.308 rifle recommendations

I’m looking into getting a semi-automatic .308/7.62 NATO rifle for 3-gun competition in heavy metal division, but not being a rifle guy I honestly have no idea what to look for.  My hankering is for a Springfield Armory SOCOM 16, but a .308 AR platform might make more sense.  Ultimately, I just don’t know, so all advice is welcome.

24 thoughts on “.308 rifle recommendations”

  1. I know the SOCOM looks cool, but, it weighs more than you think.

    Everyone loves shooing the M1A/M14 platform, but, it is a beast to lug around and sources for quality parts is quite limited. (I learned this the hard way)

    In the end, I traded (up!) for a DPMS 308 setup. I got exactly what I wanted and it doesn’t break the bank to have a couple of spares for it.

    [DPMS is not the only AR style 308 quality manufacturer…]

  2. Caleb: Knowing you are a ‘competition’ guy, I would recommend the J.P. Enterprises LR-7. A goog portion of their business is the competition sector and they make a good product. It’s a little pricey, but you get what you pay for. Yes, their model is based on a DPMS upper & lower, but the side cocker and all the little extras add up to a pretty pleasant package. Plus, the one I have is REALLY accurate for a semi-auto.

    Just my two cents…

    All The Best,
    Frank W. James

  3. On the other hand, you’re not lugging the SOCOM around when you’re using it for a single day of three gun. I think a short M14 might be just what the doctor ordered.

  4. I’d look at whatever has the most magazine capacity available, and what has the most likelyhood of having bigger mags made. Many stages are more than thirty rounds so the .223 folks have gone to 40+ round sticks. Surely someone will start doing the same for the .308s – I know it’s heavy but I’d rather lift the weight than take the time to change a mag. Especially when they have stages like the recent Superstition Mountain match where you had to load, and change (if you didn’t have a 45 rounder) while hanging from a parachute harness.

  5. Frank, that LRP-07 looks like a hell of a gun…and for 3 grand it had better be! That being said, if I’m going to do Heavy Metal, I should do it right.

  6. To give you an idea of what the other HM competitors are using, at the Superstition Mountain match last month, I’d say 70% of the HM competitors were using a .308 AR of some sort and the rest had M1A’s, except for a few that were running HK G3 lookalikes. Didn’t see any FAL’s, which is a change for this match.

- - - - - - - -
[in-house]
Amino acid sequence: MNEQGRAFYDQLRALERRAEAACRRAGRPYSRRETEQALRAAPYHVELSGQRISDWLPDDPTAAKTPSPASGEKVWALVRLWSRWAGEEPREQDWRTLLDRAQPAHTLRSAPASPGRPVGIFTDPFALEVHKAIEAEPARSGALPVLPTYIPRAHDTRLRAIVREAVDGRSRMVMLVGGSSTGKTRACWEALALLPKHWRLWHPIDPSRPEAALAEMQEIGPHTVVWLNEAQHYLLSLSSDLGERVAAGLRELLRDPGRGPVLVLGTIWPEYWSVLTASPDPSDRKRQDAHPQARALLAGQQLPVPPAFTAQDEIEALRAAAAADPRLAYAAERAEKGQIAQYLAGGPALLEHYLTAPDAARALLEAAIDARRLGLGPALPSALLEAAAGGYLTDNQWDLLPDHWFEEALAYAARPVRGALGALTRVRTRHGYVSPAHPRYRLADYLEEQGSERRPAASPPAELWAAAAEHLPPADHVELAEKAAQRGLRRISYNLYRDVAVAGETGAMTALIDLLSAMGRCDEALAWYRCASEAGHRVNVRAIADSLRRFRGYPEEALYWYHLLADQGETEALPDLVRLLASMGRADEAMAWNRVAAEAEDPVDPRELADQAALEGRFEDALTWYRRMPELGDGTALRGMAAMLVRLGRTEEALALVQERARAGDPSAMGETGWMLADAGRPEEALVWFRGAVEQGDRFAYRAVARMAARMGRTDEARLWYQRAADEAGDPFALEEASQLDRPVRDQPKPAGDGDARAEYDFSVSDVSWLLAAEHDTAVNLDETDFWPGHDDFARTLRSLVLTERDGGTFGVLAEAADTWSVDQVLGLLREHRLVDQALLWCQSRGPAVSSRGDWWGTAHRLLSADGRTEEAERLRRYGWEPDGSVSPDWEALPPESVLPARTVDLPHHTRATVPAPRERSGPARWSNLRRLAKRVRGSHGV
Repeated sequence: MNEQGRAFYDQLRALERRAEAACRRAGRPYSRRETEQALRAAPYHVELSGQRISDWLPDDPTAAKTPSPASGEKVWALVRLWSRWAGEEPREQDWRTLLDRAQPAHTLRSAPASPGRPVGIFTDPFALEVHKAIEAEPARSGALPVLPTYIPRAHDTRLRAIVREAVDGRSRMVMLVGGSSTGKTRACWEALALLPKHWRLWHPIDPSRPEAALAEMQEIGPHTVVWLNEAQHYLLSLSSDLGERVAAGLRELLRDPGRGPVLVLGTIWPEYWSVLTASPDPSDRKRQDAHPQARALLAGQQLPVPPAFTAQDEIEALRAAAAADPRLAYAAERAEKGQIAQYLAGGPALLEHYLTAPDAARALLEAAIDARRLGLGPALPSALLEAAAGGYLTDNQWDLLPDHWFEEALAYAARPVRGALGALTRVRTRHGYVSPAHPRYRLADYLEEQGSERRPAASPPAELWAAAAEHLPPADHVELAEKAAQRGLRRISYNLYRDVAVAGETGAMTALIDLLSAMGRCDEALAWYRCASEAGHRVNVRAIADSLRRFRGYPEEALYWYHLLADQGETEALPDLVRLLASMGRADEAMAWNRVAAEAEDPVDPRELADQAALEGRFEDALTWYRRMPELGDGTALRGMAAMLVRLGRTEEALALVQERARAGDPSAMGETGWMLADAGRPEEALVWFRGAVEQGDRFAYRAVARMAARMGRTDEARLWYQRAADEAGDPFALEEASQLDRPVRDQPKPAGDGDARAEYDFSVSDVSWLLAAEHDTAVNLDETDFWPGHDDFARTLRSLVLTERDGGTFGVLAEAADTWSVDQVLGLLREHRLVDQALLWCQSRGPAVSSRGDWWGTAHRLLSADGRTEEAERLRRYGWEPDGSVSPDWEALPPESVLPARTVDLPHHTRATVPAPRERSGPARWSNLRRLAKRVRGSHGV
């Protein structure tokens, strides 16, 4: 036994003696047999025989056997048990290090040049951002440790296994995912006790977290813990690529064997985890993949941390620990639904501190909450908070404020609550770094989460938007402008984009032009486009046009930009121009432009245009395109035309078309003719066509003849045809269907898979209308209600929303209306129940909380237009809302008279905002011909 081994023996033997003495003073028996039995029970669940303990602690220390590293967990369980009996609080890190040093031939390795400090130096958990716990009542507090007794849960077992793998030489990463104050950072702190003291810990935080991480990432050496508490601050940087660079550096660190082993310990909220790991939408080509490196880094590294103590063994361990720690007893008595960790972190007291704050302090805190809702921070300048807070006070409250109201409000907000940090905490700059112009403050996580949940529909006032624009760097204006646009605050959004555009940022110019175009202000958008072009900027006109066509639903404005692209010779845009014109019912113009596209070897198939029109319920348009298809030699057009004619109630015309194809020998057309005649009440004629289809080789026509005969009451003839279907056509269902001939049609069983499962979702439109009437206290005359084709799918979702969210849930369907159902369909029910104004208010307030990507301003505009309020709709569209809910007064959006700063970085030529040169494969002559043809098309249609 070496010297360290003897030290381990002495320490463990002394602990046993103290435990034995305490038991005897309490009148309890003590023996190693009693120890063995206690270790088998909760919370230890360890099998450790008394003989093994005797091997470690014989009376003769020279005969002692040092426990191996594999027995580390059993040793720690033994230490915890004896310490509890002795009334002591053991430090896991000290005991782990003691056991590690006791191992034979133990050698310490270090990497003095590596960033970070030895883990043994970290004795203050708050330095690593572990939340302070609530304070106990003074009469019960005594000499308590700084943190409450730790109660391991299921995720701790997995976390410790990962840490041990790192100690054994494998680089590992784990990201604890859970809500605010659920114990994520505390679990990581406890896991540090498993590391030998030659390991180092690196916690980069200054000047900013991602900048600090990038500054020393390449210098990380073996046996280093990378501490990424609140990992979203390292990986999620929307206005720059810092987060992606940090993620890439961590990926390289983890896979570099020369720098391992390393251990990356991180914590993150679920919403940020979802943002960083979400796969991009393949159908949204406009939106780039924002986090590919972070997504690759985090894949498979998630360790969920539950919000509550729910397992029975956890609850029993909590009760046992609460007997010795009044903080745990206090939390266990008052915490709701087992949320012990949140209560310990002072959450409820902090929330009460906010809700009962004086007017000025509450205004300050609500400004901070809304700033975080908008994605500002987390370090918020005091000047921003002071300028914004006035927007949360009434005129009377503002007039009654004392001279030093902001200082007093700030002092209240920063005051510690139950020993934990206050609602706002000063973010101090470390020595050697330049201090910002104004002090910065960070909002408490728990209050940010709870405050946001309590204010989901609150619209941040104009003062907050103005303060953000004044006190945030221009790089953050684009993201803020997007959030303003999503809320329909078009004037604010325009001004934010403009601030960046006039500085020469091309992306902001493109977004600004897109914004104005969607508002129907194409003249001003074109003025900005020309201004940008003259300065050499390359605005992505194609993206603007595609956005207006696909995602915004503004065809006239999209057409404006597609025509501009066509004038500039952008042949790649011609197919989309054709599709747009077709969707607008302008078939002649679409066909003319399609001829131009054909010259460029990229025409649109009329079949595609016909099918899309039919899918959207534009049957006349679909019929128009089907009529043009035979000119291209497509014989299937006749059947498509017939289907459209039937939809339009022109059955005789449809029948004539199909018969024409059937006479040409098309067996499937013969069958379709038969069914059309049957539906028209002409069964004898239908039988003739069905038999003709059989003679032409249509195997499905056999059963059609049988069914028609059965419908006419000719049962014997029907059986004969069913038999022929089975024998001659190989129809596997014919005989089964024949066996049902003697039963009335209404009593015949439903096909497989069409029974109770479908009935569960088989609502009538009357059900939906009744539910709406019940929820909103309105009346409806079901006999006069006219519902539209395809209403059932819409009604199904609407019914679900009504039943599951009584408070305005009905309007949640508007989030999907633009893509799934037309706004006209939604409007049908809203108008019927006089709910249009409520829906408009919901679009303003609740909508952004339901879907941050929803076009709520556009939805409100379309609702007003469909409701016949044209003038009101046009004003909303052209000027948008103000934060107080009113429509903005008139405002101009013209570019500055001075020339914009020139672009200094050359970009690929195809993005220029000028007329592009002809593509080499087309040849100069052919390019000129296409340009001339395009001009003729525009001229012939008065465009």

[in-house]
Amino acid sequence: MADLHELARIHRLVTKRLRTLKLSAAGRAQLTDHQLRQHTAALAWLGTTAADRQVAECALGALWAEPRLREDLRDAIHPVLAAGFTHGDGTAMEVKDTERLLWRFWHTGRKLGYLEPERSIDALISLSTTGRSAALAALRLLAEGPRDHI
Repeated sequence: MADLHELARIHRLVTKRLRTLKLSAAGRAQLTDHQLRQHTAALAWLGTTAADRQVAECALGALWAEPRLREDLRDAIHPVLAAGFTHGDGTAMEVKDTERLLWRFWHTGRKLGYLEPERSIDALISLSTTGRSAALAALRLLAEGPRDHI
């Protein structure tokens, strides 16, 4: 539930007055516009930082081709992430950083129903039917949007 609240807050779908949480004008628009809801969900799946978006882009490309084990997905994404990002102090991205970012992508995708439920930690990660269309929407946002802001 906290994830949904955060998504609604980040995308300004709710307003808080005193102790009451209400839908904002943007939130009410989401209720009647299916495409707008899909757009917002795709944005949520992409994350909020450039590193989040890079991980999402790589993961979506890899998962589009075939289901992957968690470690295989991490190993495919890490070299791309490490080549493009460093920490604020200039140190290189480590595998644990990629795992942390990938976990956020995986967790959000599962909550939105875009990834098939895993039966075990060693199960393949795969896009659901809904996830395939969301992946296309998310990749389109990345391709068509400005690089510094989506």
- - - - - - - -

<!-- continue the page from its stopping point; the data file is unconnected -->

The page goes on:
7. DSA FAL is the way to go. I have heard that getting a SOCOM that runs reliably is hit or miss.

  8. If you want to put glass on it, get a FAL or an AR-10 type. The M14 is a pain in the ass to scope properly. The FAL will never be as accurate as a good .308 AR, however.

  9. Have you ever changed a mag on an M1A? Try it. It won’t be as fast as it can be with an AR.

    1. Oh yeah, I didn’t think about that. Rocking mags in and out on an M1a would take a lot longer than an AR style mag change.

  10. I have a Springfield SOCOM 16 so I can provide some incite into the platform. But before I state let me lay out the fact that I’m somewhat of an M-14 fan so my opinion may be bias.

    Truth be told I absolutely love my SOCOM 16. It’s bloody accurate at range, light enough to be carried around without feeling burdened, and has been absolutely reliable (I have had a single failure in the 500+ rounds I’ve sent through it). It’s everything you could want so long as you want a short M-14.

    Now with that said I’ll throw out the caveats. I’m assuming you’re looking into using this gun for three-gun competition at some point. Overall it’s a great gun for such a task minus the fact that dropping and inserting fresh magazines is going to be notably slower than an AR-10 pattern gun. Like an AK-47 you have to grab the magazine, rock it forward, and drop it whereas an AR pattern gun the magazine should drop at the press of the magazine release. The standard magazine release on the SOCOM 16 isn’t long enough to pull the AK trick of smacking the release with the fresh magazine, pushing the currently inserted one forward, and letting it drop. You have to either install an extended magazine release or use your hand to remove the old one.

    The barrel heats up fast. Really fast. People will sometimes get the barrel heated up in a three gun competition to the point where the gun will be throwing rounds all over the place. This is usually only a problem if you miss quite a bit and therefore sending more rounds than necessary down range. But it’s something to note. Likewise if you get one with the little rail mounted directly on the barrel the rail also gets very hot. I’m not sure if it could cause problems with electronic optics or not but it may.